Gary Stochl

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Gary Stochl (born 1947) is a street photographer who lives in Stickney, Illinois, just outside Chicago.[1] His work is held in the collections of the Art Institute of Chicago and San Francisco Museum of Modern Art, and published in the book On City Streets: Chicago 1964-2004. Stochl made photographs for 40 years before showing them to anyone.[1]

Life and work[edit]

Stochl has been taking photographs since he was 17 years old.[1] In the late 1960s he was inspired by the photographs of Henri Cartier-Bresson.[1] He bought a Leica camera and started taking pictures, his only formal education in photography being a course in high school.[1] Later he was inspired by the work of Robert Frank.

Stochl spent 40 years photographing people on the streets of Chicago without showing them to anyone.[1] In October 2003 he had a solo exhibition at a small Chicago gallery "that went mostly unnoticed."[1] In the Spring of 2004, he went to the Photography Department at Columbia College Chicago and met Bob Thall, the Chair of the Photography Department. Thall was told by his secretary that someone wanted to show him some pictures. He reluctantly agreed and tried to get the meeting over with as soon as possible, but after seeing some of Stochl's photographs he realized that this was a photographer of unusual merit.[1] Thall later helped Stochl to publish his photographs in the book On City Streets: Chicago 1964-2004.[1]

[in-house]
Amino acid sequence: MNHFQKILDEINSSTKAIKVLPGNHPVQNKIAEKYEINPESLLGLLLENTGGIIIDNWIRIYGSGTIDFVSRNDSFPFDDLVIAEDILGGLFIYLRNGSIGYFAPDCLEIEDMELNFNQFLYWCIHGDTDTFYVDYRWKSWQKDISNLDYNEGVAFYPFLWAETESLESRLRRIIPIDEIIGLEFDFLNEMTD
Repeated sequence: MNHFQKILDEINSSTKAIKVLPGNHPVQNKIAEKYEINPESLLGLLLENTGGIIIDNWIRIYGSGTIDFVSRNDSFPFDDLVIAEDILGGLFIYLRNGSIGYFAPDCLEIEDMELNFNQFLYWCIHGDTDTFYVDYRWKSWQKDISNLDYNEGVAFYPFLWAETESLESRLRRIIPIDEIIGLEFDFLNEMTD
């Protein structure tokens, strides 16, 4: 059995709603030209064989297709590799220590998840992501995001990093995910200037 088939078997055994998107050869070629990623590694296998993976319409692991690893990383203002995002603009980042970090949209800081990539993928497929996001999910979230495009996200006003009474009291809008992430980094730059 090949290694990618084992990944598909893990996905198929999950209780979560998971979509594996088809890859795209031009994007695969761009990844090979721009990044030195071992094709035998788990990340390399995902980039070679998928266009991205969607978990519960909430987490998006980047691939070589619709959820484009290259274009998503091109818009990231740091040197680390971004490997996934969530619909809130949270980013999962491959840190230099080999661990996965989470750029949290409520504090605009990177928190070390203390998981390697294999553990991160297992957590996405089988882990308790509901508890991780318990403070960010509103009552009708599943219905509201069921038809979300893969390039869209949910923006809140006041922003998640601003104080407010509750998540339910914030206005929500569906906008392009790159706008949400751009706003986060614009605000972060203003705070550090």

He has used the same camera, a Leica M3, since 1968.[1]

Publication by Stochl[edit]

  • On City Streets: Chicago 1964-2004. Center Books on Chicago and Environs, vol. 6. Chicago: University of Chicago, 2005. ISBN 978-1930066373. With an introduction by Bob Thall.


Stochl's work is held in the following permanent public collections:


  1. ^ a b c d e f g h i j k Bernstein, David (19 May 2005). "An Invisible Street Photographer Gets His Close-Up". The New York Times. Retrieved 21 February 2017.
  2. ^ "Stochl, Gary", Art Institute of Chicago. Accessed 21 February 2017.
  3. ^ "Gary Stochl: American: 1947, Chicago, Illinois", San Francisco Museum of Modern Art. Accessed 21 February 2017.

External links[edit]